At the same time as I was getting into craft beer, I was discovering the amazingly wide-ranging culinary arts. Because of this brilliant accident, the thought of using good beer as an ingredient and finding proper pairings has never seemed out of place to me. As lamented earlier this week, however, it’s taken the rest of the world some time to catch up to what I took for granted in the nineties. Fortunately, there are people out there providing high quality examples of how good food can be when beer is brought into the equation. One of those individuals is John Holl, the author of the new instructional piece, The American Craft Beer Cookbook.
Holl has spent the past several years visiting breweries across the country---over 900…and I thought I was busy (oh yeah, I am). During his travels, our paths have crossed many times. We first met at the Great American Beer Festival in 2009 and, being near the same age and quite similar in our approaches to beer, we gravitated toward each other and shared many conversations on our shared passion as well as the national magazine we were both contributing to, The Beer Connoisseur. (Unfortunately, conversations about that publication now revolve around the thousands of dollars they owe us and other writers who helped them get a foothold in the industry.)
Over the years, I’ve followed Holl’s writings and marveled at his work ethic, journalistic integrity, writing style, and ability to deliver information in tandem with his contagious enthusiasm for the subject he writes about. His skills and diligence led to him being named the editor of All About Beer Magazine last year and they couldn’t have made a better choice. He is, in short, my favorite beer writer, and someone I’m proud to call a colleague—especially after seeing his new cookbook.
For some time, I’ve pondered the idea of doing a craft beer-centric cookbook by collaborating with breweries. Holl’s book is so complete, I almost feel like I can put any future project of this nature out of mind. It really is that good. I’d like to think part of that has to do with me recommending San Diego breweries for him to conspire with, but even without my help, he’d have knocked this out of the park.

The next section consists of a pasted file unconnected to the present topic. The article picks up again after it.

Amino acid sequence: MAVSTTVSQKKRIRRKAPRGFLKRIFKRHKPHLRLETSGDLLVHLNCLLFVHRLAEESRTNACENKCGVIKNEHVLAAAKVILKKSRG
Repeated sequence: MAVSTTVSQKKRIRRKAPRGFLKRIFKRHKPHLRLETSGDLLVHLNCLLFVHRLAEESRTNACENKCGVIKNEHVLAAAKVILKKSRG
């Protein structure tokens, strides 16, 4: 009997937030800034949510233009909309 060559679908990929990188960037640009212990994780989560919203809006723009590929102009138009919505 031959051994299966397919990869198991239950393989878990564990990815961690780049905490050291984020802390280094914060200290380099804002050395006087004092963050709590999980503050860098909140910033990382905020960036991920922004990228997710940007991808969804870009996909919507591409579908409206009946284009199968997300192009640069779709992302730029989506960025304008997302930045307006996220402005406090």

Holl has compiled 155 recipes from bars, brewpubs, brewery-restaurants, and brewery personnel. Those dishes include appetizers, sauces, salads, soups, sandwiches, entrées, desserts, and more, including a cool chapter called “Beer and Brunch” stocked with lip-smackers like “Super Ultra Free-Range” pancakes, Scotch eggs, breakfast enchiladas, and beermosas.
Other standout recipes vary from straightforward offerings like “Hopocalypse” ceviche, chicken wings with bacon barbecue sauce, braised beef short ribs, and beer floats; to more out-there but tantalizing fare such as pickled hop shoots, Bourbon sweet potato tarts with imperial stout sauce, roasted venison saddle with Samuel Adams Chocolate Bock mole, roasted pheasant with pumpernickel bread pudding and cranberry sauce, black cod brûlée, pale ale pineapple brown sugar cupcakes, and deconstructed banana meringue pie with dulce de leche, almond wafer crumble and chocolate powder.
Local operations that tossed recipes into the chef’s hat include Hess Brewing Company (sake-braised beef cheeks from Toronado San Diego chef and gastronome-about-town Nate Soroko), Karl Strauss Brewing Company (duck chiles relleno from chef Gunther Emathinger), Port Brewing / The Lost Abbey (maple-orange grilled pork loin and truffled potatoes from co-owner Vince Marsaglia), and Stone Brewing Co. (Arrogant Bastard Ale avocado tacos from former executive chef Alex Carballo).
But there is more to the book than just the recipes. Holl offers suggestions of beers to pair with each dish, providing varieties from around the country so readers won’t be limited by lack of availability. He also tackles topics like caring for the beer and the manner in which you serve it to ensure an exceptional tasting experience. And, in the jet-setting spirit of the book, he has a section in the back of it that provides beer touring for prominent beer regions, including San Diego County.
The book is on sale now online, and is one this hard-to-please beer enthusiast, cook, and critic happily recommends. Even if you get it just to get some information on the culinary style of our country’s breweries and drool over the spectacular food imagery, you won’t be disappointed.